The Pet Shop Boys had a hard act to follow. The group’s debut album, Please, has sold around three million copies worldwide and spawned four hit singles, one of which was that inescapable 1980s song “West End Girls.” Not to be outdone, the Pet Shop Boys followed Please with Actually, which also spawned four UK hit singles–and, in my opinion, is one of their best albums and one of the greatest albums of the all time.
If one recognizes anything from Actually, it’s most likely the lead single: “It’s a Sin.” The song has since become a staple of Pet Shop Boys concerts–and for good reason. “It’s a Sin” is an amazingly bombastic and over the top ode to singer Neil Tennant’s Catholic school upbringing. This song goes hard. The amazingly loud and flashy arrangement pair perfectly well with the lyrics about taking pleasure in the forbidden. The synths are busy, the percussion pounds throughout the entire song, the lyrics practically bleed religious imagery, down to the point where there’s an actual Latin passage finishing off the song.
The Pet Shop Boys are always thoughtful of how voice and synthesizer interact, but “It’s a Sin” relishes in it: the way the synth mirrors the vocal line in the second verse and chorus is downright sublime. Keyboardist Chris Lowe swaps through the synths with such speed, jumping from setting to setting in a way that happily toes the line of overdone. Unsurprisingly, the song climbed to the top of the charts, peaking at #1 in various countries.
[Side note: the original video seems to have been scrubbed from Youtube, but definitely prowl around the internet to see if you can find it. It’s this amazing 1980s slightly Blade Runner slightly Spanish Inquisition beautiful piece of ostentatious nonsense.]
Actually is definitively a synthpop album, filled to the brim with various synth tricks of the trade. “Shopping” features heavy vocal manipulations and beautifully distorted vocal lines paired with a minimalist background. The dreamy, languid synths of “Hit Music” and “It Couldn’t Happen Here” serve as a contrast to the poppier fare of the rest of the album. Likewise, Actually is definitively 1980s. Though the Pet Shop Boys never harshly attack any of their subjects, various songs on Actually serve as loose critiques of various issues affecting 1980s Britain. “King’s Cross” serves as a critique of Thatcherism and “Shopping” serves as a critique of privatization. “King’s Cross” and “It Couldn’t Happen Here” both obliquely reference the AIDS crisis. It’s a product of it’s time, but not heavily so and not in a way that dates the album beyond all enjoyment.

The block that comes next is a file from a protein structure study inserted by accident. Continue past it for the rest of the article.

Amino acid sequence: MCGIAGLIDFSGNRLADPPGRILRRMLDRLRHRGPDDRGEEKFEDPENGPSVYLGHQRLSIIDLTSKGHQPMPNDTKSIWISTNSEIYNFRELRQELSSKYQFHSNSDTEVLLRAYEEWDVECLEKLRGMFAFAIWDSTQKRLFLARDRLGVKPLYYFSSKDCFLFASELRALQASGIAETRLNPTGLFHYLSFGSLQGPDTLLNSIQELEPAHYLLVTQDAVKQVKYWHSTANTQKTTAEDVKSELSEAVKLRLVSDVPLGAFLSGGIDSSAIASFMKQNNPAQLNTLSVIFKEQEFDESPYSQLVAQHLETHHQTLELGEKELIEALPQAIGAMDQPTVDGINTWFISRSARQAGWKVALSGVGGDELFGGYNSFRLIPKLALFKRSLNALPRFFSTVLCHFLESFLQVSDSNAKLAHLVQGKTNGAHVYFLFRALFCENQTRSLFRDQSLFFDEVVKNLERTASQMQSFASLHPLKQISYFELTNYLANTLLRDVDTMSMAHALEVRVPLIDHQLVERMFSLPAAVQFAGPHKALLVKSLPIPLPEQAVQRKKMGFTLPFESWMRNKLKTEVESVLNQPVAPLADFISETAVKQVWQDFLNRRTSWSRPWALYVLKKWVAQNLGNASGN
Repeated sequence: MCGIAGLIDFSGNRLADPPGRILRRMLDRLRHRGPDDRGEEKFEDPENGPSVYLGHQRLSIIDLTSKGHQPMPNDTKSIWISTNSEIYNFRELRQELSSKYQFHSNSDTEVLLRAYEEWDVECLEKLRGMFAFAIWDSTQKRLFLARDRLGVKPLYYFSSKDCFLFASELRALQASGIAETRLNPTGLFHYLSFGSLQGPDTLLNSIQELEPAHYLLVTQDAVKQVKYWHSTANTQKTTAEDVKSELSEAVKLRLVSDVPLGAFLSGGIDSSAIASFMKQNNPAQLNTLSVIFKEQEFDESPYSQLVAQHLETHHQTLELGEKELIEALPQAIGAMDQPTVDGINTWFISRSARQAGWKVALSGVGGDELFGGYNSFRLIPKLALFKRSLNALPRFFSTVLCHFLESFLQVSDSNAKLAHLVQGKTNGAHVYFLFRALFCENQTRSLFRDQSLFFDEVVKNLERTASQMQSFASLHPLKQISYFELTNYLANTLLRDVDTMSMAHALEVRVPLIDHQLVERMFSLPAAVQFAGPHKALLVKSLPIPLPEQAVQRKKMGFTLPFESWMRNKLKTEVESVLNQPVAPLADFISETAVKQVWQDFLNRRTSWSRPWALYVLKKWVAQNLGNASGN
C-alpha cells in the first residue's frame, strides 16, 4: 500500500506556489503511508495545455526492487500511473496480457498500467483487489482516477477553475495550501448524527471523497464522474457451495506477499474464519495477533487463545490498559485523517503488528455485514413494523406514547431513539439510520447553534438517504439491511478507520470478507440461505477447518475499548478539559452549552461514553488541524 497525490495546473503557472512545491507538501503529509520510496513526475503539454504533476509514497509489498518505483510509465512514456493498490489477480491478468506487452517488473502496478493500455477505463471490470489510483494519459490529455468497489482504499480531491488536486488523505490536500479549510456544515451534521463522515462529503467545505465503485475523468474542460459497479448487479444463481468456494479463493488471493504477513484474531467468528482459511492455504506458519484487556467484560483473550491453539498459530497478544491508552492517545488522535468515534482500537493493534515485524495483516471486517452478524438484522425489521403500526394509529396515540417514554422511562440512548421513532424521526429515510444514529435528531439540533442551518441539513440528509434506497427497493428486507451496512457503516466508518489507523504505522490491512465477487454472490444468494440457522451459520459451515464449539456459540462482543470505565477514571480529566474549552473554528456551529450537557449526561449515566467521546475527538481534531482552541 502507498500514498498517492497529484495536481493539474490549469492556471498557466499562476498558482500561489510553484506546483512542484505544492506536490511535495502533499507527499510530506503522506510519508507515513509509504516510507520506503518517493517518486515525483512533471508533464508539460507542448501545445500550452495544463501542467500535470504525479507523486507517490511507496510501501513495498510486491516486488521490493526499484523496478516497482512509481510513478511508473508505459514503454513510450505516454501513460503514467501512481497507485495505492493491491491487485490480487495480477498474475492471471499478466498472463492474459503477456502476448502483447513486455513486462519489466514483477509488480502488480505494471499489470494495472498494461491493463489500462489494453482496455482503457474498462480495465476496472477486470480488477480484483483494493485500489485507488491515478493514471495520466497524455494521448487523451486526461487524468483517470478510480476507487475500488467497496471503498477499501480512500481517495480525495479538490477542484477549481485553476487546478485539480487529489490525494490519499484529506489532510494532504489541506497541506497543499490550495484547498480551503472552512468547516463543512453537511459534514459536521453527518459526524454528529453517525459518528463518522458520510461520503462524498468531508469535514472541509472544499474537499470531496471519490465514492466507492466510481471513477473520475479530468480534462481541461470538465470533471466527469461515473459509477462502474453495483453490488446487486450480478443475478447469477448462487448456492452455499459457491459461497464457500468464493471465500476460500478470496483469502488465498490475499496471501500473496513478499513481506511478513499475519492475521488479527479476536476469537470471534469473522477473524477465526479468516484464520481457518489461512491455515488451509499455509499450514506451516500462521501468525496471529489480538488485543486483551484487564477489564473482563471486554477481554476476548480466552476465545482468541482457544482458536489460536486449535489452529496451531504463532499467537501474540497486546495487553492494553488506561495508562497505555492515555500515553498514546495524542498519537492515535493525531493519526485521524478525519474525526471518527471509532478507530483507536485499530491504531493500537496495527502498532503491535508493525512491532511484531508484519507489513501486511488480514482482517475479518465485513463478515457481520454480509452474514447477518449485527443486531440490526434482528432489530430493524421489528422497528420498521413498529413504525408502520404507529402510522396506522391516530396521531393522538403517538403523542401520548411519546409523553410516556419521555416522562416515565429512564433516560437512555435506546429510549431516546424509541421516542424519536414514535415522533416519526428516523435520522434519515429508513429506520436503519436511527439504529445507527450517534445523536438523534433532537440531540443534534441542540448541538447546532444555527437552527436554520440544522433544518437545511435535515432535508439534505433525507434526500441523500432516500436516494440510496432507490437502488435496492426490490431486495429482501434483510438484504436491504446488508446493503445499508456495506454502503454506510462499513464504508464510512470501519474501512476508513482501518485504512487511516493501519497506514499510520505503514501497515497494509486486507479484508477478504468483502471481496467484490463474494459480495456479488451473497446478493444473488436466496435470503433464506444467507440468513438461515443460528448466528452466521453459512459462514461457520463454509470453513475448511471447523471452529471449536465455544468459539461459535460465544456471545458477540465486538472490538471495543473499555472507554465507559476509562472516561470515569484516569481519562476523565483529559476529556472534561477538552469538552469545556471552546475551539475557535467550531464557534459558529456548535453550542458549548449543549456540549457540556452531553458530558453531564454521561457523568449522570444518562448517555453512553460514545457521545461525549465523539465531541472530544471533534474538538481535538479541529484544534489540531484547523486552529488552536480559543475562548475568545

Despite it firmly staking its place in the synthpop genre, Actually isn’t afraid to explore different directions. “Heart” is a downright conventional pop song, that the group originally planned to offer to other musicians including Madonna. “It Couldn’t Happen Here” is co-written by legendary film composer Ennio Morricone. And “What Have I Done to Deserve This” helped revive the career of 1960s British blue-eyed soul singer Dusty Springfield. Springfield’s voice perfectly complements Tennant’s in this song about a shaky relationship. “What Have I Done” shows that the Pet Shop Boys know how to use silence as well as sound. Wisely, there’s a brief pause before Springfield starts singing, letting her get that first phrase (“Since you went away”) in relatively a capella, showing off the fact that even twenty years later, her voice still can pack a punch.
Actually isn’t just an amazing follow-up album: it’s an amazing album in general. At least in my opinion, it doesn’t have any outright duds. And the songs where the Pet Shop Boys are in top form are some of their best. Actually has received plenty of accolades, sold millions of album copies, and has consistently been placed on various ‘Best of the 1980s’ or ‘Albums To Listen To Before You Die’ lists. And in my opinion? It deserves every single one of those rankings. Give it a listen: you won’t regret it.